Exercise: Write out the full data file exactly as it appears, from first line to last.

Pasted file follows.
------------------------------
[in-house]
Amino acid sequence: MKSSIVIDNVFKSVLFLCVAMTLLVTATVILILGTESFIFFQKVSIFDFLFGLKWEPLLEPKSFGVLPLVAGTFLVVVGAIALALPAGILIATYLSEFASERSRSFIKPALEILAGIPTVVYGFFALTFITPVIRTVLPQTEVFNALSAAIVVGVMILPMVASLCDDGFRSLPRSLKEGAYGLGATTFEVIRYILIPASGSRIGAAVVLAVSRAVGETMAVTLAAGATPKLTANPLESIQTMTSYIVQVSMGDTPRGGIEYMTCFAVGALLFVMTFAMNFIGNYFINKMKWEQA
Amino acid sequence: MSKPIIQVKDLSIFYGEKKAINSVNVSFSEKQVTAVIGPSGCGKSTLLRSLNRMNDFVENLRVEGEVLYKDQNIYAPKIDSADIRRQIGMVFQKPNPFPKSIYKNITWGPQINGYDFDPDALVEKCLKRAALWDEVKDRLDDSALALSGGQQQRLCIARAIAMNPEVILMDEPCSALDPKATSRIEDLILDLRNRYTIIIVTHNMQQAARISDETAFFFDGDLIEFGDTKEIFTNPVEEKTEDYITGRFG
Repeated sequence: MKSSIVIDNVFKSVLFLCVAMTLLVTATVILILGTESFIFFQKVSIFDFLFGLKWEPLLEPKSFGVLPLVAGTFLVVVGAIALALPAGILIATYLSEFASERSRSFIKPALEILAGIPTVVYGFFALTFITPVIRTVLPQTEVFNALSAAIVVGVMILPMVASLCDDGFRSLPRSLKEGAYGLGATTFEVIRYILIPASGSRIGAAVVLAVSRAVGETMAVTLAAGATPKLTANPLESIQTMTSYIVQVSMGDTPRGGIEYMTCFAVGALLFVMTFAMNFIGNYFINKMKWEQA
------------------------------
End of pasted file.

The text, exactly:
[in-house]
Amino acid sequence: MKSSIVIDNVFKSVLFLCVAMTLLVTATVILILGTESFIFFQKVSIFDFLFGLKWEPLLEPKSFGVLPLVAGTFLVVVGAIALALPAGILIATYLSEFASERSRSFIKPALEILAGIPTVVYGFFALTFITPVIRTVLPQTEVFNALSAAIVVGVMILPMVASLCDDGFRSLPRSLKEGAYGLGATTFEVIRYILIPASGSRIGAAVVLAVSRAVGETMAVTLAAGATPKLTANPLESIQTMTSYIVQVSMGDTPRGGIEYMTCFAVGALLFVMTFAMNFIGNYFINKMKWEQA
Amino acid sequence: MSKPIIQVKDLSIFYGEKKAINSVNVSFSEKQVTAVIGPSGCGKSTLLRSLNRMNDFVENLRVEGEVLYKDQNIYAPKIDSADIRRQIGMVFQKPNPFPKSIYKNITWGPQINGYDFDPDALVEKCLKRAALWDEVKDRLDDSALALSGGQQQRLCIARAIAMNPEVILMDEPCSALDPKATSRIEDLILDLRNRYTIIIVTHNMQQAARISDETAFFFDGDLIEFGDTKEIFTNPVEEKTEDYITGRFG
Repeated sequence: MKSSIVIDNVFKSVLFLCVAMTLLVTATVILILGTESFIFFQKVSIFDFLFGLKWEPLLEPKSFGVLPLVAGTFLVVVGAIALALPAGILIATYLSEFASERSRSFIKPALEILAGIPTVVYGFFALTFITPVIRTVLPQTEVFNALSAAIVVGVMILPMVASLCDDGFRSLPRSLKEGAYGLGATTFEVIRYILIPASGSRIGAAVVLAVSRAVGETMAVTLAAGATPKLTANPLESIQTMTSYIVQVSMGDTPRGGIEYMTCFAVGALLFVMTFAMNFIGNYFINKMKWEQA